But 1982 also proves valuable insight into pop culture as a phenomena. Ghomeshi wound up going to a number of New Wave concerts during the year, and the book is a penetrating look at the concert scene of 1982, full of observations of public performances that took place in the Greater Toronto Area. For one, he recalls going to the Police Picnic in August 1982 – the Police Picnic was an annual Toronto event where British band the Police would headline, and the roster would be full of other New Wave-y acts on the bill, including the Talking Heads (a transcendent experience for Ghomeshi, apparently) – and recalling that people actually booed and threw stuff at Joan Jett for appearing, considering her a sellout for having a hit single in “I Love Rock ‘n’ Roll”. (Nevermind the fact that the Police were more popular and had even more hit singles, but they were still considered to be offbeat and cool.)
Upon seeing Siouxsie and the Banshees live in 1982, Ghomeshi notes that the show only lasted 45 minutes, because, upon playing their well-known “Arabian Knights” – which boasts the line “I heard a rumour” – frontwoman Siouxsie Sioux, for one reason or another, got really, really pissed off and told the crowd, “Yeah, I heard a rumour. I heard a rumour that we played here tonight. We didn’t. Fuck off!” Such colourful stories about seeing shows some 30 years ago is an enjoyable vicarious experience, and makes the book worthy for those who want a sort of insider’s view of what it was like to see certain New Wave bands of the ‘80s when they were in their prime.
Alas, the memoir is not perfect, and a large part of it has to do with the fact that Ghomeshi is a bit of a neurotic. To prove that the Thornhill suburb of Toronto where he grew up was boring, Ghomeshi spends three pages going on about how the men of the ‘burb would water their lawn, including the types of lawn sprinklers that were employed. And the book is annoyingly chock full of lists of the most banal things. “Anyone who has ever known me well knows that I love lists,” Ghomeshi writes. Well, it’s annoying and repetitive, and it gets in the way of the narrative in places. I mean, do we really need to know what types of T-shirts for the Clash were available as well as all of the colour combinations fake leather Adidas bags came in during the early ‘80s? Ghomeshi feels that we do.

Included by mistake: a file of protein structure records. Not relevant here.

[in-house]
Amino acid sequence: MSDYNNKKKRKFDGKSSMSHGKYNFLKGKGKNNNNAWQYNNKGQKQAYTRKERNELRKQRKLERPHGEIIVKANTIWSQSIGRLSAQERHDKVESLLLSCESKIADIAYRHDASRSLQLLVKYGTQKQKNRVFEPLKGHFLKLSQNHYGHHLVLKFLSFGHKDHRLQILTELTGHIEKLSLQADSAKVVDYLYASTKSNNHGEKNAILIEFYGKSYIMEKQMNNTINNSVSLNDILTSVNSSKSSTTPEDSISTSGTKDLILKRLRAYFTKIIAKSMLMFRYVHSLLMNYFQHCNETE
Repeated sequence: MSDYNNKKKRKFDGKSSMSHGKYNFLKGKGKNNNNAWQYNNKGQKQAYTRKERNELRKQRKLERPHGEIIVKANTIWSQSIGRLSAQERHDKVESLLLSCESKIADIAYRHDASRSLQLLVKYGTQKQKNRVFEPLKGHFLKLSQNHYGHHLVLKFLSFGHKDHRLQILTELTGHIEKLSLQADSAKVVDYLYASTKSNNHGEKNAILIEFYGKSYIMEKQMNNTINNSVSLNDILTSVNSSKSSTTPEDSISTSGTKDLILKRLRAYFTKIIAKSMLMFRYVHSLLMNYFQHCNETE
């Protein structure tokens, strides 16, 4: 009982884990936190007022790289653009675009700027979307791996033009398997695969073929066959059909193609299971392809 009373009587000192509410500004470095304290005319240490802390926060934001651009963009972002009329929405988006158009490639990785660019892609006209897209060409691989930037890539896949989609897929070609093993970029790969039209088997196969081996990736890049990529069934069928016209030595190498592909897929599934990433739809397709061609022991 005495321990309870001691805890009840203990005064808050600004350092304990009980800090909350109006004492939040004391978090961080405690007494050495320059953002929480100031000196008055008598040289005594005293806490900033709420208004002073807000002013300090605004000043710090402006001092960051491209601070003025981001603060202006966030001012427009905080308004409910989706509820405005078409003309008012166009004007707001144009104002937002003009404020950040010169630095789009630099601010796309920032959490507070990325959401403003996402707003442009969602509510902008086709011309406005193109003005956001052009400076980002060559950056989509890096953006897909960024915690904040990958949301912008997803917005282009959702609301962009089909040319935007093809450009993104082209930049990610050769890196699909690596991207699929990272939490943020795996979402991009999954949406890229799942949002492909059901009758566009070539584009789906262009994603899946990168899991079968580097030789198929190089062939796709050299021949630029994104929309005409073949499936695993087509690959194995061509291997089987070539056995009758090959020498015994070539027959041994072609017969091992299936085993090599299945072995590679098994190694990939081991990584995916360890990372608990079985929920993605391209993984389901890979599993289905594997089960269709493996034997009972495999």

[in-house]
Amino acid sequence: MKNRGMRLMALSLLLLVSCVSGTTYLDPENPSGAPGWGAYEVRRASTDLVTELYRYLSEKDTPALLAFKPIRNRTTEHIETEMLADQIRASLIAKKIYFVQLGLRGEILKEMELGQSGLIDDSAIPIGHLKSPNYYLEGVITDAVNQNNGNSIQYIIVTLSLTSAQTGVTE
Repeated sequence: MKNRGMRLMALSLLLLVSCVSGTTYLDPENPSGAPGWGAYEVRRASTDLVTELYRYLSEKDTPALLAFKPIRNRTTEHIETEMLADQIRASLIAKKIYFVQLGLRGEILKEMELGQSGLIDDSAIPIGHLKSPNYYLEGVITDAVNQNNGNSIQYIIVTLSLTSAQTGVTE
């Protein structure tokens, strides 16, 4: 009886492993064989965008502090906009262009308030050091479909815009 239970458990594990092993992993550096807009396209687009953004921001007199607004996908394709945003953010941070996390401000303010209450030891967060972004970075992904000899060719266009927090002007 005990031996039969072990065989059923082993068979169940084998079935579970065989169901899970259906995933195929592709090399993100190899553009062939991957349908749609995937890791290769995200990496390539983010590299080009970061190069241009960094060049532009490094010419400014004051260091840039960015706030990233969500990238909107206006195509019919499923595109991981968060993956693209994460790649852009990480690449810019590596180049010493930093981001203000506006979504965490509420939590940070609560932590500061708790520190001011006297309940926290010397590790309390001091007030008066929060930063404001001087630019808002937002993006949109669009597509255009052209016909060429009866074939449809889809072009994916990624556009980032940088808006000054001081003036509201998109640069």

And speaking of Adidas bags, Ghomeshi had one during 1982 and lost it at the Police Picnic (along with his new Walkman, mixed tapes and hair gel) to an overzealous punk fan who tossed it at Joan Jett, as Ghomeshi and his date were near the front rows. Ghomeshi actually spends a full chapter and then some mourning the loss of this bag, to which readers may cringe and say, “Get over it!” Clearly, anyone who brings something of value to a rock concert is begging to have it lost, broken or (in this case) stolen.
More importantly, I felt that 1982 sometimes glosses over facts or gets them entirely wrong – which goes against a vital tenement of good journalism. For one, Ghomeshi writes, “In 1982, the Commodore 64 computer was introduced, Ronald Reagan had survived being shot ...” He goes on to list other things, but hold it right there. Regan was shot in 1981, not 1982.Elsewhere, Ghomeshi writes this about the Clash’s seminal London Calling album: “Rolling Stone magazine would later declare it the best album of the 1980s, even though it came out in 1979. That is how good the record was.” Well, this might be splitting hairs, but although, yes, London Calling came out in 1979, it did so only in Europe. It didn’t reach American shores until 1980. So, technically, to American audiences, it’s a product of the ‘80s. However, mentioning that would only get in the way of Ghomeshi trying to look cool with his stylistic tics, but I expected more from someone considered to be a veteran and venerable talk show host.
Still, 1982 is a fun and enjoyable read, and my personal liking of the book grew as Ghomeshi grows more confident in both his maturity as a youth and his writing style. The memoir is at its best when it is frank and serious, and less so when it tries to be funny and quirky. Which is odd considering that I did like Moxy Früvous. Anyway, 1982 is a good book to read if you’re a pop culture junkie (especially with an aficionado for all things New Wave) and love David Bowie as much as the author does.
The book does end with a cliffhanger – we don’t really know if Ghomeshi gets his dream girl or not after having one final slow dance with her in his high school gym – but I guess that only means that we’ll have to wait until 1983 comes out until we find out for sure. Still, 1982 is a tome about learning to be cool and fitting in, and even if it comes with its share of whining over lost fake leather bags, it’s a worthwhile book that’s easy to enjoy. Ghomeshi might still be trying hard to be cool, as this memoir shows, but it works best when he simply unspools his narrative and just, you know, tries to be as honest and penetrating about himself as he can be.
If only he could show that side of him more often in his public life, in addition to asking more tough questions and doing some more rigorous fact checking. He might come across as a little less annoying to some.